Chance the Rapper performs during Essence Festival Sunday, July 21, 2017, at the Mercedes-Benz Superdome. His estimate of his crowd's size was double what it really was.

Based on the ratio of empty to full seats, as well as approximate numbers provided by a source familiar with ticket sales, nightly Essence attendance looked like this:

On Friday, June 30, the Dome was about half full, meaning attendance was just north of 20,000.

On Saturday, July 1, the much larger crowd numbered close to 40,000.

On Sunday, July 2, attendance was just below 30,000, or roughly half of what Chance the Rapper said it was.

Give or take a few thousand, that adds up to an overall attendance of approximately 90,000, an increase from 2016.

If only the Dome concerts — the “music festival” element of Essence — are compared with other New Orleans music festivals, Essence ranks fourth, size-wise. The most recent editions of the French Quarter Festival, the New Orleans Jazz and Heritage Festival, and the Voodoo Experience all drew much more than 90,000 attendees.

The variation in Essence crowd size from night to night neatly reflects the popularity of the headliners.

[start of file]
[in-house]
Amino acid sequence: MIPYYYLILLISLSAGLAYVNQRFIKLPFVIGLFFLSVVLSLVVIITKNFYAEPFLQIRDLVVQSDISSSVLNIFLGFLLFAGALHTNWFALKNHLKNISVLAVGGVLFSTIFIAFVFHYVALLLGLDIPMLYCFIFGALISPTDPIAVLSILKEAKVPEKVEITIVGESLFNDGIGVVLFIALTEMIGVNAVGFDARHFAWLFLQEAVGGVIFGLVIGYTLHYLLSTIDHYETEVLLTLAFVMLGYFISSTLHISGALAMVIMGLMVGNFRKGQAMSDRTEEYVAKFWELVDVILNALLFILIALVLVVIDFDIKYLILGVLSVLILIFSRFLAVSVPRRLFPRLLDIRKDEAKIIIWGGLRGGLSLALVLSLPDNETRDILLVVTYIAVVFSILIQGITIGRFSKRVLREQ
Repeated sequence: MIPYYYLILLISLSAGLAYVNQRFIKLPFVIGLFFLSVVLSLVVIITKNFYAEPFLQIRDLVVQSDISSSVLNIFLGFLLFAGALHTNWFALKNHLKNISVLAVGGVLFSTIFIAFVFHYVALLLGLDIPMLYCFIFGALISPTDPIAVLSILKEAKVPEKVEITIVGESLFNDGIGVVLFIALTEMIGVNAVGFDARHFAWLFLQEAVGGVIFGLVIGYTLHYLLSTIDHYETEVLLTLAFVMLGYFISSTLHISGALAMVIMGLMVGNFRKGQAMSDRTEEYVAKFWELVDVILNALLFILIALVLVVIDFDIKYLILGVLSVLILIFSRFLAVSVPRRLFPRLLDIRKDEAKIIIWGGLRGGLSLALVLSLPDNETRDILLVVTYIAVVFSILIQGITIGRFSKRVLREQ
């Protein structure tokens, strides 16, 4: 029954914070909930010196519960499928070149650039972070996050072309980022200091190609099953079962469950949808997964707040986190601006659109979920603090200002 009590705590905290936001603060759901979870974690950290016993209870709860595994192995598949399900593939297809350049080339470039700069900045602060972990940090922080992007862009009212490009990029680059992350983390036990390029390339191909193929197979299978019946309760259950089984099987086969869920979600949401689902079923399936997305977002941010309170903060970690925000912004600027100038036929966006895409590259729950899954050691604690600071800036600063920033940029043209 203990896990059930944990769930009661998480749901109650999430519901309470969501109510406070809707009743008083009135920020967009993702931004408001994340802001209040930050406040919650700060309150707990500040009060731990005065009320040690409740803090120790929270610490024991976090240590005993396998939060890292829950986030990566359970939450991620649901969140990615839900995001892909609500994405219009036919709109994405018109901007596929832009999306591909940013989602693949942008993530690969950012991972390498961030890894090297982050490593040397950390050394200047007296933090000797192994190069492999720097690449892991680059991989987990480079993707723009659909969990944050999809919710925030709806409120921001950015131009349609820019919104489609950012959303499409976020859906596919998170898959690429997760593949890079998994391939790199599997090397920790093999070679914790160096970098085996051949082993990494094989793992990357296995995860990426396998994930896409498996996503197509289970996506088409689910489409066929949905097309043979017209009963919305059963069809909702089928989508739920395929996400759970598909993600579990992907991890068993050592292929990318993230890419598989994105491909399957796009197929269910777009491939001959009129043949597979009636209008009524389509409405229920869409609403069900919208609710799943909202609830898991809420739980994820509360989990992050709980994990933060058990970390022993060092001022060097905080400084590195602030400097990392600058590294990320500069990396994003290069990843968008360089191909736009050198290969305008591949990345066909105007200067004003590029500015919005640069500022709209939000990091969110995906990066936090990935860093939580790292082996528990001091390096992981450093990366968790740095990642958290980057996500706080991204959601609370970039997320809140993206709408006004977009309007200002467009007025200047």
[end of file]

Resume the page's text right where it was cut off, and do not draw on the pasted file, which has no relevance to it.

Diana Ross, John Legend and India.Arie headlined opening night. Ross is a legend, but her last hit was years ago. Her most recent stand-alone concert in New Orleans was at the Saenger Theatre, which has a capacity about 2,600. Legend and Arie are similar draws.

Even the three of them together doesn't add up to nearly enough ticket-selling star power to fill the Superdome. The loge and terrace balconies that night were mostly empty, as were back rows on the floor and sections of the plaza-level bleachers — and this despite ticket giveaways at the convention center that day.

Saturday’s headliner was Essence favorite Mary J. Blige. She didn’t sell out the Superdome like Beyoncé in 2013 or Prince in 2014, but she did preside over this year’s biggest night. That Blige’s appearance fell on a Saturday also helped.